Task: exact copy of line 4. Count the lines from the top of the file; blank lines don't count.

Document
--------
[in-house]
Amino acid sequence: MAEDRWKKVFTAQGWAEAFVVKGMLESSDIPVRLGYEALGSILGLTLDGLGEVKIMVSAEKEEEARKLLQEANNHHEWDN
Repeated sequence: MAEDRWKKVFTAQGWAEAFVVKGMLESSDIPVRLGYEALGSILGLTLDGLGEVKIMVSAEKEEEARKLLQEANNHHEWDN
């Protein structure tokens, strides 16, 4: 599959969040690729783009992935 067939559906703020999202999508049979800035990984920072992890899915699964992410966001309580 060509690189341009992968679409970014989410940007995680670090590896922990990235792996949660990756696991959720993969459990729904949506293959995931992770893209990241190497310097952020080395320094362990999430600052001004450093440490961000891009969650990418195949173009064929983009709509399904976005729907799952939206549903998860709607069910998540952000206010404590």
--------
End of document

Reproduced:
């Protein structure tokens, strides 16, 4: 599959969040690729783009992935 067939559906703020999202999508049979800035990984920072992890899915699964992410966001309580 060509690189341009992968679409970014989410940007995680670090590896922990990235792996949660990756696991959720993969459990729904949506293959995931992770893209990241190497310097952020080395320094362990999430600052001004450093440490961000891009969650990418195949173009064929983009709509399904976005729907799952939206549903998860709607069910998540952000206010404590």